An air of confidence not felt in years graced McCauley Hall last Wednesday. “We’re gonna be real good,” coach Phil Serchia said with an assured smile.
The Javelina coaching staff might forgive their fans for not sharing their positivity. After all, last year’s squad saw zero improvement in the win column from 2014. Yet, according to Coach Daren Wilkinson, there is a lot more to the 2-9 record. “Two years ago before our staff got here… we averaged in losing games 48-17. This last year we averaged 35-31, so we were in ball games.”
Wilkinson and Co. have been out on the road, focusing their recruitment efforts to a triangular area between the Valley, San Antonio, and Houston.They have signed 40 players, 14 more than the 2014 class.
“We went to every high school in that triangle, and that’s not something that’s been done in the past with A&M Kingsville. And just getting our name out there, getting our brand out there and having people know who we are…we’re starting to make some headway there,” Wilkinson said.
The are only a few spots to fill for the 2016 roster, mostly on special teams, but for this year’s class Wilkinson looks toward building depth and establishing a strong base for future seasons.
Speed is one area the coaching staff wanted to dial in on and improve. “We needed team speed at every position,” Wilkinson explained.
Those who attended the press conference were handed a sheet a paper listing all the players who had signed up to that point, with their position, height, weight, hometown, and school listed to the right. However, to the right of Brandon McClinton’s name were the letters “ATH,” athlete. Wilkinson emphasized the athleticism of the Alamo Heights senior. “He’s going to have the opportunity, if nothing else, in his first year run down some kickoffs and punts and give us some plays on offense or defense to where he is going to make a difference with his speed and his athleticism.”
Size matters as well. The 2015 squad was a scrappy bunch, a bit undersized compared to the rest of the Lone Star Conference. This year’s recruiting class features seven players standing 6’3” or taller, including a 6’5” 220 pound punter out of Spring, Texas named Dillon Scherer. “The way we play offense and defense we want to be more physical than the opponent on both sides of the ball,” Wilkinson said. One such player is Brandon Artis out of Port Arthur. The 6-foot-3-inch, 300-pound defensive tackle squatted over 600 pounds as a powerlifter at Memorial High School. Wilkinson hopes he can utilize his size and speed on the line to control gaps and stifle the opponent’s run game.
On the offensive side, Serchia is looking for “maulers.” A towering pair out of Langham Creek High School in Houston offer that. “Size-wise, right, they have the ability to play for us on the offensive line,” Wilkinson said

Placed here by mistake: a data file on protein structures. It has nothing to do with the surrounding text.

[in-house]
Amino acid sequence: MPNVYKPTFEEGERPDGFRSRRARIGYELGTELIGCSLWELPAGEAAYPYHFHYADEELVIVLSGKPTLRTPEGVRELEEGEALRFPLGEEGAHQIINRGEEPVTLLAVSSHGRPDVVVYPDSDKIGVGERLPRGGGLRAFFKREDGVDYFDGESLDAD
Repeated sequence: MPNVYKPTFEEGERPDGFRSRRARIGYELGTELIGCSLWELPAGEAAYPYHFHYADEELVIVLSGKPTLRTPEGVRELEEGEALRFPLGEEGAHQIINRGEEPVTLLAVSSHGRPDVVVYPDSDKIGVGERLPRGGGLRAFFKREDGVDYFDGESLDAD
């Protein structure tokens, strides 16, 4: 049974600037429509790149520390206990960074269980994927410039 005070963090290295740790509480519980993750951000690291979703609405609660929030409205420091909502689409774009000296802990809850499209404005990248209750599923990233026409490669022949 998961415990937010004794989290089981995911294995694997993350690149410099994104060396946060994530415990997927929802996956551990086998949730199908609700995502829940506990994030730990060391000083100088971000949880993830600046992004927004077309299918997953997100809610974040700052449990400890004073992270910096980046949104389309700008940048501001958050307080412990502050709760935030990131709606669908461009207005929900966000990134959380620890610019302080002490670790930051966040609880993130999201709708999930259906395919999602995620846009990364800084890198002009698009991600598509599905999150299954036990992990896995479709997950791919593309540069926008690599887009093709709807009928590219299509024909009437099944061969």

First is Narciso Grimaldo, standing at 6 feet 5 inches, and 310 pounds; though, don’t mistake him as a lumbering o-lineman.
“He’s got skinny ankles…when you got skinny ankles you can move around because you’re athletic,” Wilkinson said.
Coming in at 320 pounds, Tyler Kellar received multiple FCS offers, but chose TAMUK for its Wildlife Management program. When Wilkinson visited his house, he discovered how well Kellar did his research. “He was recruiting me. He was so fired up about the
Wildlife Management bachelor program and the things our school has to offer.”
A common thread among the 2016 signees is that many come from championship high school programs from North Shore High School in Houston, to the always venerable Katy High School. “You’d be hard-pressed to look at this list and tell me guys that really just come from dumpy programs, they’re all winners,” Wilkinson said. “It’s bred in them in winning programs to be leaders and we expect them to bring that here as well.”
Cameron Brown certainly fits the bill of a winner, playing for the 6A Championship North Shore. Wilkinson speaks highly of the two-time all-district team member. “He’s a great leader, he’s well-coached and he’s the type of player who is ready to play now.”
Oftentimes, local talent in the Corpus Christi and Rio Grande Valley area can be overlooked in favor of the larger schools in the Houston and Dallas areas. However, as Wilkinson put it, “It’s just like fishing… you don’t want to throw the line as far as you can if there’s fish underneath you. There’s guys there, and we want to make sure we sign the best kids in Corpus.”
Hailing from San Benito, Joseph Partida finished in the top 5 percent of his class, and academically is classified as a sophomore thanks to dual credit courses. The offensive lineman plans to major in engineering.
From Flour Bluff comes the rangey safety Kai Youngberg. Wilkinson appreciates his intelligence and sees him contributing very soon. “He’s one of those guys you can see for the first year or two being the special teams captain and by junior, senior year he might be the best player on our defense.”
Hondo Harris is one of the three quarterbacks recruited in this year’s class. He threw 6,000 yards in two seasons for Orange Grove under Coach Bomar. “If he were at a bigger school, we really wouldn’t have a shot at [him],” Wilkinson said
He’s going to face tough competition from Cade Dyal out of Kerrville. He is the son of Mike Dyal, a former Javelina football player. At Kerrville-Tivy, he broke quarterback records from none other than Johnny Manziel. Wilkinson hopes Dyal can bring some of the “Tivy fight never dies” attitude to Javelina Stadium.
The Javelina coaching staff has put a hard sell on this year’s recruiting class and the 2016 football team.
“I don’t know if I’ve ever been as excited as I am right now for a football team,” Wilkinson said. “We cannot wait to get out there in August.”
Neither can Javelina football fans. August will tell if there is any substance to the hype.
Follow Robert Breedlove on Twitter @breedloveTCB